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Haaretz ( ) (lit. "The Land", originally Hadashot Ha'aretz – "News of the Land") is Israelmarker's oldest daily newspaper. It was founded in 1918 and is now published in both Hebrew and English in Berliner format. The English edition is published and sold together with the International Herald Tribune. Both Hebrew and English editions can be read on the Internet. In North America, it comes out as a weekly newspaper, combining articles from the Friday edition with a roundup from the rest of the week.

Compared to other mass circulation papers in Israel, Haaretz uses smaller headlines and print. Less space is devoted to pictures, and more to political analysis. Its editorial pages are considered influential among government leaders. Apart from the news, Haaretz publishes feature articles on social and environmental issues, as well as book reviews, investigative reporting and political commentary.The newspaper itself has reported a paid subscribership of 65,000, daily sales of 72,000 copies, and 100,000 on weekends. The English edition has a subscriber base of 15,000. During the first six months of 2009, Haaretz was read by 7.5 percent of the public.

Despite its relatively low circulation, Haaretz is considered Israel's most influential daily newspaper. Its readership includes Israel's intelligentsia and its political and economic elites. Surveys show that Haaretz readership has a higher-than-average education, income, and wealth; most are Ashkenazis. Shmuel Rosner, the newspaper's former U.S. correspondent, told The Nation, "people who read it are better educated and more sophisticated than most, but the rest of the country doesn't know it exists."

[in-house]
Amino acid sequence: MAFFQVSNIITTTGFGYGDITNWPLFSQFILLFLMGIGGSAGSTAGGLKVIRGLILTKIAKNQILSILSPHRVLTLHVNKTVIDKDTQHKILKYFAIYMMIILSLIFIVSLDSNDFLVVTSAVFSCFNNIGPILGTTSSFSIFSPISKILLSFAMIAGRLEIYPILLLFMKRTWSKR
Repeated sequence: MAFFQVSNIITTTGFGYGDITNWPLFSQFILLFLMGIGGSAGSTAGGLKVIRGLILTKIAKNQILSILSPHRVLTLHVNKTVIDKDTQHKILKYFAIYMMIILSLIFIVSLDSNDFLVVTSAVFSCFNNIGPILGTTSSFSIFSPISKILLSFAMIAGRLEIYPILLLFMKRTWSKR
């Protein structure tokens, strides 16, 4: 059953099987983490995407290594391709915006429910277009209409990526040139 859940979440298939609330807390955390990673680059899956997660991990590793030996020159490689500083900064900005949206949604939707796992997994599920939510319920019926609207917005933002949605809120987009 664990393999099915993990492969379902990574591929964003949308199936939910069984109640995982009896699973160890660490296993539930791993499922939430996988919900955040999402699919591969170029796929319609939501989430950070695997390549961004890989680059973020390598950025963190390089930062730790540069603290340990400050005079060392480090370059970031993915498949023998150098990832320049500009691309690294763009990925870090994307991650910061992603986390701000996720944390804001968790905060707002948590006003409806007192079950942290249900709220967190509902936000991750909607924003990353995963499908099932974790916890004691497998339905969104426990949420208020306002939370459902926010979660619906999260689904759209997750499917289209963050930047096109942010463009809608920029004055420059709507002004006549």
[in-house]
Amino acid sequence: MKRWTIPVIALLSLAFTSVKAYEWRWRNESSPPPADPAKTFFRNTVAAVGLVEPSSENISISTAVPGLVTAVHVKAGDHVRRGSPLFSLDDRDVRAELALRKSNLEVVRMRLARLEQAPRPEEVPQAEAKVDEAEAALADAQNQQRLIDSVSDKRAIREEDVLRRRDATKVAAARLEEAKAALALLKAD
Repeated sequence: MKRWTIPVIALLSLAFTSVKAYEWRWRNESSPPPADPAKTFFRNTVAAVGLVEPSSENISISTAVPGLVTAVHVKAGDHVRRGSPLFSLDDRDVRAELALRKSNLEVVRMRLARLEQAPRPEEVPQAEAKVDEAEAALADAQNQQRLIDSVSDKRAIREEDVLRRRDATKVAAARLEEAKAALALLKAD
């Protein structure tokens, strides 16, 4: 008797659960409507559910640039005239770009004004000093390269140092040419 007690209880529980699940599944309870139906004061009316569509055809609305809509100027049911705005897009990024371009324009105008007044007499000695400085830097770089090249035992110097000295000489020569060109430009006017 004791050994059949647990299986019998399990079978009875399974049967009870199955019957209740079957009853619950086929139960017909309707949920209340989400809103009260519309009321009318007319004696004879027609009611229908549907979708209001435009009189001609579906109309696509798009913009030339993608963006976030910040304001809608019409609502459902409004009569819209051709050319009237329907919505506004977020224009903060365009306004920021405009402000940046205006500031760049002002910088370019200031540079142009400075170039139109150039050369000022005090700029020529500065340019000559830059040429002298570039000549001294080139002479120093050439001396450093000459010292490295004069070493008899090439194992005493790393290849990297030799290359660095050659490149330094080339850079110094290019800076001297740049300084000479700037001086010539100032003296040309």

Haaretz was first published in 1918 as a newspaper sponsored by the British military government in Palestine. In 1919 it was taken over by Russian Zionists. Initially, it was called Hadashot Ha'aretz ("News of the Land [of Israel]"). The literary section of the paper attracted the leading Hebrew writers of the time. It was first published in Jerusalem, but moved to Tel Aviv in 1922, under the editorship of Moshe Gluecksohn, who served as editor from 1922 to 1937. Salman Schocken, a wealthy German Jewish Zionist who owned a chain of department stores in Germany, bought the paper in 1937. His son, Gershom Schocken, became the chief editor in 1939 and held that position until his death in 1990.


The newspaper's editorial policy was defined by Gershom Schocken, who was editor-in-chief from 1939 to 1990. Haaretz is owned by the Schocken family. The editor of the paper today is Dov Alfon, replacing David Landau in April 2008. Landau succeeded Hanoch Marmari and Yoel Esteron in April 2004. Adar Primor was the editor of Haaretz English Edition from 2005 to 2007. Charlotte Halle became managing editor of the English Print Edition in 2007 and editor of the English Print Edition in February 2008.

In August 2006, M. DuMont Schauberg acquired 25 percent of the shares of the Haaretz group. This German publisher, based in Cologne, owns four daily newspapers and a dozen other publications. It is also a partial owner of various radio stations. The deal was negotiated with the help of former Israeli ambassador to Germanymarker Avi Primor.

Editorial policy and viewpoints

Haaretz describes itself as broadly liberal on domestic issues and international affairs. It is described as liberal, left-wing, and hard left. J.J. Goldberg describes it as "Israel's most vehemently anti-settlement daily paper." According to the BBC it has a moderate stance on foreign policy and security issues. The newspaper's op-ed pages are open to a variety of opinions. Rosner described the opinions as coming "from the right (not many), the center-right (still not many), the center (quite a few), the center-left (many), the far-left (let's say that Haaretz has more than its fair share coming from this political camp)."